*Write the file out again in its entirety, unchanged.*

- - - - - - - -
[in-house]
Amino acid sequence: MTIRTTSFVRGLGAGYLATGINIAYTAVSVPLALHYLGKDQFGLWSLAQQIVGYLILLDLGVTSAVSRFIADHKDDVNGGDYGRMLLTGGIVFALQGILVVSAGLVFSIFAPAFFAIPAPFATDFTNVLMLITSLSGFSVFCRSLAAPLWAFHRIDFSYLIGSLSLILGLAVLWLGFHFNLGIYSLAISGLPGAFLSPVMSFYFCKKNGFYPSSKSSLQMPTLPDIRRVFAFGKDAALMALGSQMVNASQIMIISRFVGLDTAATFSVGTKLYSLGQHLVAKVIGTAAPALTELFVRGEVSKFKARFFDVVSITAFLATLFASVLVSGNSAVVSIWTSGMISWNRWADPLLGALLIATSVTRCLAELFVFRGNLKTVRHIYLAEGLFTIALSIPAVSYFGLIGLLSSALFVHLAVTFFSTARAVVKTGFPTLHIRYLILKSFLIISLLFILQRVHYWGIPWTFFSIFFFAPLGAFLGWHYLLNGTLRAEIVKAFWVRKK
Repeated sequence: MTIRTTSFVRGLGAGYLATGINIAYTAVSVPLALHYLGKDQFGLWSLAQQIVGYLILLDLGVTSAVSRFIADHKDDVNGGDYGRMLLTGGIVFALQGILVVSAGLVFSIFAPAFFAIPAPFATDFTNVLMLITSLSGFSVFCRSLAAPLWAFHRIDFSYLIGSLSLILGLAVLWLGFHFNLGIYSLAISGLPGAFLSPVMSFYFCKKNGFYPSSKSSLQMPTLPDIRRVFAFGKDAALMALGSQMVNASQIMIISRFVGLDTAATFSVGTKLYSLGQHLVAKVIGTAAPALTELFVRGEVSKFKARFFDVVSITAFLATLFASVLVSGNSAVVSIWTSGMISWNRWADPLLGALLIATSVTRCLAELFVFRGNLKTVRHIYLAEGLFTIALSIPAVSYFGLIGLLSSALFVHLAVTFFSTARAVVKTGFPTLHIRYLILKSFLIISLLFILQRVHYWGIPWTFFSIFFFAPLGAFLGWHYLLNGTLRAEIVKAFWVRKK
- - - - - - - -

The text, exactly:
[in-house]
Amino acid sequence: MTIRTTSFVRGLGAGYLATGINIAYTAVSVPLALHYLGKDQFGLWSLAQQIVGYLILLDLGVTSAVSRFIADHKDDVNGGDYGRMLLTGGIVFALQGILVVSAGLVFSIFAPAFFAIPAPFATDFTNVLMLITSLSGFSVFCRSLAAPLWAFHRIDFSYLIGSLSLILGLAVLWLGFHFNLGIYSLAISGLPGAFLSPVMSFYFCKKNGFYPSSKSSLQMPTLPDIRRVFAFGKDAALMALGSQMVNASQIMIISRFVGLDTAATFSVGTKLYSLGQHLVAKVIGTAAPALTELFVRGEVSKFKARFFDVVSITAFLATLFASVLVSGNSAVVSIWTSGMISWNRWADPLLGALLIATSVTRCLAELFVFRGNLKTVRHIYLAEGLFTIALSIPAVSYFGLIGLLSSALFVHLAVTFFSTARAVVKTGFPTLHIRYLILKSFLIISLLFILQRVHYWGIPWTFFSIFFFAPLGAFLGWHYLLNGTLRAEIVKAFWVRKK
Repeated sequence: MTIRTTSFVRGLGAGYLATGINIAYTAVSVPLALHYLGKDQFGLWSLAQQIVGYLILLDLGVTSAVSRFIADHKDDVNGGDYGRMLLTGGIVFALQGILVVSAGLVFSIFAPAFFAIPAPFATDFTNVLMLITSLSGFSVFCRSLAAPLWAFHRIDFSYLIGSLSLILGLAVLWLGFHFNLGIYSLAISGLPGAFLSPVMSFYFCKKNGFYPSSKSSLQMPTLPDIRRVFAFGKDAALMALGSQMVNASQIMIISRFVGLDTAATFSVGTKLYSLGQHLVAKVIGTAAPALTELFVRGEVSKFKARFFDVVSITAFLATLFASVLVSGNSAVVSIWTSGMISWNRWADPLLGALLIATSVTRCLAELFVFRGNLKTVRHIYLAEGLFTIALSIPAVSYFGLIGLLSSALFVHLAVTFFSTARAVVKTGFPTLHIRYLILKSFLIISLLFILQRVHYWGIPWTFFSIFFFAPLGAFLGWHYLLNGTLRAEIVKAFWVRKK